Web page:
In 2018 Lankelly Chase and The Roberston Trust commissioned the Heriot-Watt University to carry out research which aimed to establish a statistical profile of the extent and nature of severe and multiple disadvantage in Scotland.
The research focussed on five key manifestations of severe and multiple disadvantage: homelessness, offending, substance dependency, mental ill health and domestic violence and abuse. The report highlights the complexity of the lives of people facing multiple disadvantage in Scotland. It also details the challenges that charitable services and the public sector are facing. In particular, the report illustrates the mismatch between the multiple disadvantages people face and the fact that services are often set up to address ‘single issues’.
Key findings – each year in Scotland:
- 5,700 adults experience three ‘core’ forms of severe and multiple disadvantage (homelessness, offending and substance dependency)
- 28,800 experience two out of these three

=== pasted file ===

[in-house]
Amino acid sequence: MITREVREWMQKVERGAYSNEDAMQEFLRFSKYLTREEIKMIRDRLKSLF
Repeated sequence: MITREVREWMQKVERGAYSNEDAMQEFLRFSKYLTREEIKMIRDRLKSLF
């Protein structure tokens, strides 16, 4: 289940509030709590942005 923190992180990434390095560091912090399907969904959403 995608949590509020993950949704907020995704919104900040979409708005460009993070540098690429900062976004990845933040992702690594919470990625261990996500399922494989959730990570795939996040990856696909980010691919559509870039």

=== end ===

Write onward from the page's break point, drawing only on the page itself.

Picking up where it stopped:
- 156,700 experience one of these three
- Higher rates of extreme disadvantage are found in urban compared to rural areas
- Glasgow, West Dunbartonshire, Clackmannanshire, Dundee, North Ayrshire and Aberdeen City show high prevalence of people experiencing ‘core’ forms of severe and multiple disadvantage
- Affluent, suburban towns and the Highlands and Islands have lower rates.
The report has been the launch point for ongoing conversations across the country about how people with complex needs are able to shape and access the support they need. It also continues to inform our ongoing work around systems and how they need to adapt to better meet the needs of those they are there to serve.
Read the report on the website of Lankelly Chase.